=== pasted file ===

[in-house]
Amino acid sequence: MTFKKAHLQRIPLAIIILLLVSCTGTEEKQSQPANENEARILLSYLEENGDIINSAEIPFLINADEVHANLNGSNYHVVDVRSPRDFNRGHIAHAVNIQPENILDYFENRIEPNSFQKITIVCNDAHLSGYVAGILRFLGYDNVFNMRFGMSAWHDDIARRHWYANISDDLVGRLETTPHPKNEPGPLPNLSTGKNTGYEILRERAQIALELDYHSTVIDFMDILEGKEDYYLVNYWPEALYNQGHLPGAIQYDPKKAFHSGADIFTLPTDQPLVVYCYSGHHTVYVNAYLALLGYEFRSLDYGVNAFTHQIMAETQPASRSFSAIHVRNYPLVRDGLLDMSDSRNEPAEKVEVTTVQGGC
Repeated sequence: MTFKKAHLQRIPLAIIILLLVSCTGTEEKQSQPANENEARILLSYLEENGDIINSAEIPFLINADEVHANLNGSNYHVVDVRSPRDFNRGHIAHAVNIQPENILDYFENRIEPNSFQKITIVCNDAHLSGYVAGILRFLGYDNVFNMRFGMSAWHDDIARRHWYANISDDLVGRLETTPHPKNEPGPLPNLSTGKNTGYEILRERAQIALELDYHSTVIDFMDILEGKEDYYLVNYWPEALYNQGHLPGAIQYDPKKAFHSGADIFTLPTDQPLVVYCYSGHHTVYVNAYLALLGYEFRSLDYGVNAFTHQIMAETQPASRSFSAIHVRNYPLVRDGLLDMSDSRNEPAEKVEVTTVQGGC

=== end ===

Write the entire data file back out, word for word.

[in-house]
Amino acid sequence: MTFKKAHLQRIPLAIIILLLVSCTGTEEKQSQPANENEARILLSYLEENGDIINSAEIPFLINADEVHANLNGSNYHVVDVRSPRDFNRGHIAHAVNIQPENILDYFENRIEPNSFQKITIVCNDAHLSGYVAGILRFLGYDNVFNMRFGMSAWHDDIARRHWYANISDDLVGRLETTPHPKNEPGPLPNLSTGKNTGYEILRERAQIALELDYHSTVIDFMDILEGKEDYYLVNYWPEALYNQGHLPGAIQYDPKKAFHSGADIFTLPTDQPLVVYCYSGHHTVYVNAYLALLGYEFRSLDYGVNAFTHQIMAETQPASRSFSAIHVRNYPLVRDGLLDMSDSRNEPAEKVEVTTVQGGC
Repeated sequence: MTFKKAHLQRIPLAIIILLLVSCTGTEEKQSQPANENEARILLSYLEENGDIINSAEIPFLINADEVHANLNGSNYHVVDVRSPRDFNRGHIAHAVNIQPENILDYFENRIEPNSFQKITIVCNDAHLSGYVAGILRFLGYDNVFNMRFGMSAWHDDIARRHWYANISDDLVGRLETTPHPKNEPGPLPNLSTGKNTGYEILRERAQIALELDYHSTVIDFMDILEGKEDYYLVNYWPEALYNQGHLPGAIQYDPKKAFHSGADIFTLPTDQPLVVYCYSGHHTVYVNAYLALLGYEFRSLDYGVNAFTHQIMAETQPASRSFSAIHVRNYPLVRDGLLDMSDSRNEPAEKVEVTTVQGGC